- Author: Jeannette E. Warnert
There is 20 percent more food available than needed to feed the whole world, reported Rachel Cernansky on FastCoexist.com. The USDA blames a data gap for the fact that some people go hungry.
Gabriel Youtsey, chief information officer for UC Agriculture and Natural Resources (UC ANR), also believes that if more data was available, consumer-facing apps, in addition to those that help farmers, researchers, industry, or government, would find it useful.
"[They] are interested in more ‘soil to shelf' transparency about how food is grown and produced and how sustainable it is," Youtsey said.
In recent years, app stores have provided an abundance of programs to connect food with people and farmers with information. One such app is "Giving Garden," which in July won the UC ANR "Apps for Ag Hackathon," held in conjunction with the California State Fair.
The hyper-local, produce-sharing app provides gardening advice from the UC Master Gardener Program and helps backyard gardeners connect with others who want to share their produce.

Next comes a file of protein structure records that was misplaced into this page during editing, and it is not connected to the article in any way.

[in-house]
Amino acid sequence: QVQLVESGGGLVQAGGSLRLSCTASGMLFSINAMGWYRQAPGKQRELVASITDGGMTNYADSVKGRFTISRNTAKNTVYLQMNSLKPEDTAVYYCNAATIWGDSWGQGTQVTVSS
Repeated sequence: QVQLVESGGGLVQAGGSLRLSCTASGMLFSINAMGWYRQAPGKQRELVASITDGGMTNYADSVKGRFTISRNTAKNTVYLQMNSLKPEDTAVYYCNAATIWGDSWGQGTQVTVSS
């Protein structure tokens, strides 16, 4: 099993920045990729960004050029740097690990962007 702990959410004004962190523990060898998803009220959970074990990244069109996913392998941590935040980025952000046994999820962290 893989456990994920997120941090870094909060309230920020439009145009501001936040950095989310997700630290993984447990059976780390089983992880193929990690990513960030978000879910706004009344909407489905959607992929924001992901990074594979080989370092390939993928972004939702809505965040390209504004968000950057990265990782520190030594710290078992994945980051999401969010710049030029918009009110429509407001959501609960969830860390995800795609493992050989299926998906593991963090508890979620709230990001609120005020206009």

Giving Garden CEO Deema Tamimi said open regional-level data from USDA has been a helpful start, but the agency does not have data on specific microclimates.
"We've seen that there's a lot of people with plant species databases, but they have it under some type of license so you can't just scrape that data and use it," she said. "There's stuff out there, but it's about finding a good data set that's available, and that has no proprietary restriction on top of it."
To advance the open-data cause in agriculture, Youtsey said more public-private partnerships are needed that will help spur innovation and lead to local projects that can have more visible impacts.
"USDA data on data.gov is an excellent resource for apps, and it will be made all the richer once proprietary data stores are further opened up," he said. "It's hard for many to see the benefits of open data until hyper-local success stories start to emerge."